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Holy Family Cathedral » Lent » Fourth Friday of Lent Reflection: Father John Grant

Fourth Friday of Lent Reflection: Father John Grant

Editor’s Note: This is part of a series of Lenten reflections by the clergy of the Cathedral. Each deacon and priest will submit a reflection on a Friday of Lent. This is a short reflection, courtesy of Father John Grant.


100_6065Did you know that yesterday, which was Thursday of the Third Week of Lent, was the halfway point through the 40 day journey of Lent? We’re over the hump, and now there’s only two and a half weeks to the Triduum. Sounds like a reason to celebrate, and that’s just what the Church will do in the liturgy this Sunday!

This Sunday, the Fourth Sunday of Lent, is called Laetare Sunday because that is the first word of the Latin Introit that is sung at the beginning of Mass, meaning ‘Rejoice!’ And it comes from the prophet Isaiah, “Rejoice with Jerusalem, and be glad for her, all you who love her; rejoice with her in joy, all you who mourn over her; that you may suck and be satisfied with her consoling breasts; that you may drink deeply with delight from the abundance of her glory.” (Is. 66:10-11)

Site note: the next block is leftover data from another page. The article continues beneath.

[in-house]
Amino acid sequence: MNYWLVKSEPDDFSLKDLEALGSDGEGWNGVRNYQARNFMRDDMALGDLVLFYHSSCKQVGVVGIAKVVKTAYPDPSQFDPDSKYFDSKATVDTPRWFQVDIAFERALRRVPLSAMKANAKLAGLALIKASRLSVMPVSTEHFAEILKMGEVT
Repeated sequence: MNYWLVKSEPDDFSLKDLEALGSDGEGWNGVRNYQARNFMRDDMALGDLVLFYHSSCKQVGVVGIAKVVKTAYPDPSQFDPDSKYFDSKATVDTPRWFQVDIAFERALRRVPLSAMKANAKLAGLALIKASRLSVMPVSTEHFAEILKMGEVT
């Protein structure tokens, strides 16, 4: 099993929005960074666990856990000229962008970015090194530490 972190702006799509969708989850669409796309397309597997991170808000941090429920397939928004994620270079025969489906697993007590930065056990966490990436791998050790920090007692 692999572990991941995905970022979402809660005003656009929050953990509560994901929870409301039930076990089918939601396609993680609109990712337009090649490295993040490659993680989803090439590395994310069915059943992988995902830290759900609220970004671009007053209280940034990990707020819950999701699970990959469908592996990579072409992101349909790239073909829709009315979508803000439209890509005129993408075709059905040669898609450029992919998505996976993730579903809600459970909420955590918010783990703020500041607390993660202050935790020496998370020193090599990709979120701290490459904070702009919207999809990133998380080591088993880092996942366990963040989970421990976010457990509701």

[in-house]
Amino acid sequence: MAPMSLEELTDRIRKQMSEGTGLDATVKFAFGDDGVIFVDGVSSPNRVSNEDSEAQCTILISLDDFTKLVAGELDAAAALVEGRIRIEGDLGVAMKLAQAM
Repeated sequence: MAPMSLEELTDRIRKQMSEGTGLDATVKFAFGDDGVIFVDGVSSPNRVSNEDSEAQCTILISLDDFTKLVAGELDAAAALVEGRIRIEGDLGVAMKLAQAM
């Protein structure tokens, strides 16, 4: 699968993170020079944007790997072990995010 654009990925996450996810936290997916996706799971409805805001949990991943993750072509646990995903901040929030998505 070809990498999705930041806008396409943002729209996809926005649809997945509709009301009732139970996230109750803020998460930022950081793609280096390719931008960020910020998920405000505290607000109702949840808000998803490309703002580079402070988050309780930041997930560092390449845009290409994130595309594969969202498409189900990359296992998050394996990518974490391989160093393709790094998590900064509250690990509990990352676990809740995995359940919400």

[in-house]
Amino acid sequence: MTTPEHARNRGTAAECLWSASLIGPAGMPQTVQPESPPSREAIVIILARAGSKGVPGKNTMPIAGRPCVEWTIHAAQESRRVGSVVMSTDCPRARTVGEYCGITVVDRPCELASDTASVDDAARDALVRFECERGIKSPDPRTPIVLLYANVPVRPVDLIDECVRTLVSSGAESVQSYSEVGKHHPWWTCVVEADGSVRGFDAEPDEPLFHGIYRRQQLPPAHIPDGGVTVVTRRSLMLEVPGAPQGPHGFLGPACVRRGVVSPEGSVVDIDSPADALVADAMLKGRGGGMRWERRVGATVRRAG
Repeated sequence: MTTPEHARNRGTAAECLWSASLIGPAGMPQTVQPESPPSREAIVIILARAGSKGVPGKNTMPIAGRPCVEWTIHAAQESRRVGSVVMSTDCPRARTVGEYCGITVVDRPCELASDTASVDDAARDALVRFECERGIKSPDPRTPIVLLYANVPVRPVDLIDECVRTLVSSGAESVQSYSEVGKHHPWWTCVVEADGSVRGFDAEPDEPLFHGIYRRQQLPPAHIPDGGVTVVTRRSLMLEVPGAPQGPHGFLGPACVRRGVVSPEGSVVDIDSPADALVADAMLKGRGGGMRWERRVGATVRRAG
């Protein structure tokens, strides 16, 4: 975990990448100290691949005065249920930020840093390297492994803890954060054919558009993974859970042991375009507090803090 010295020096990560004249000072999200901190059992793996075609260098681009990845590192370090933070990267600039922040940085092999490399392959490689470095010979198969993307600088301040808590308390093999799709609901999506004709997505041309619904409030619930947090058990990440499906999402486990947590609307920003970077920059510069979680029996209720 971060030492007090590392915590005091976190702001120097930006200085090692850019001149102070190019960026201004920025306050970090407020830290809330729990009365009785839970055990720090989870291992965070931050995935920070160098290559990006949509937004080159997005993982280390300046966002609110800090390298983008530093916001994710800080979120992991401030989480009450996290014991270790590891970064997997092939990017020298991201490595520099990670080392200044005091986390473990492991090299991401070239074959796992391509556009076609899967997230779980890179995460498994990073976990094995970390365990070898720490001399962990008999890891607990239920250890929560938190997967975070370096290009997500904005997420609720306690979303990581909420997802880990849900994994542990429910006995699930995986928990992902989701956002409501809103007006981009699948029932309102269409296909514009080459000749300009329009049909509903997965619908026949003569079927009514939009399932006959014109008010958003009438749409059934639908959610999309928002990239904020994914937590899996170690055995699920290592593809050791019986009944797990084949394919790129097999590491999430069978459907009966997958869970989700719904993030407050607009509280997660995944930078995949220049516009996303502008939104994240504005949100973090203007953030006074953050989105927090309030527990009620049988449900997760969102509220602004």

At Mass this weekend you may notice a few differences. First of all, this is one of only two times the entire year that the priest may wear Rose colored vestments. And even though flowers are normally prohibited during Lent and organ music is supposed to be toned down, this weekend we can enjoy a bit of indulgence in both. But this levity in the liturgy is just a calm before the storm because the next Sunday, the 5th Sunday of Lent, begins Passiontide: the two week countdown to Good Friday. During Passiontide, statues, images, and crucifixes within the church are traditionally covered to further mortify our senses in preparation for the observances of the most sacred days of the year: the Paschal Triduum, when we recall the mysteries of Christ’s Last Supper, His Passion, Death, Rest in the Tomb, and glorious Resurrection.

So if you have slipped in your lenten observances, or even if you haven’t, let us celebrate the respite this Sunday will offer us and then even more earnestly recommit ourselves to Prayer, Fasting, and Almsgiving for this last half of Lent. For the great mysteries of Holy Week will soon be upon us and we must be ready to walk with our Lord in word and in deed!

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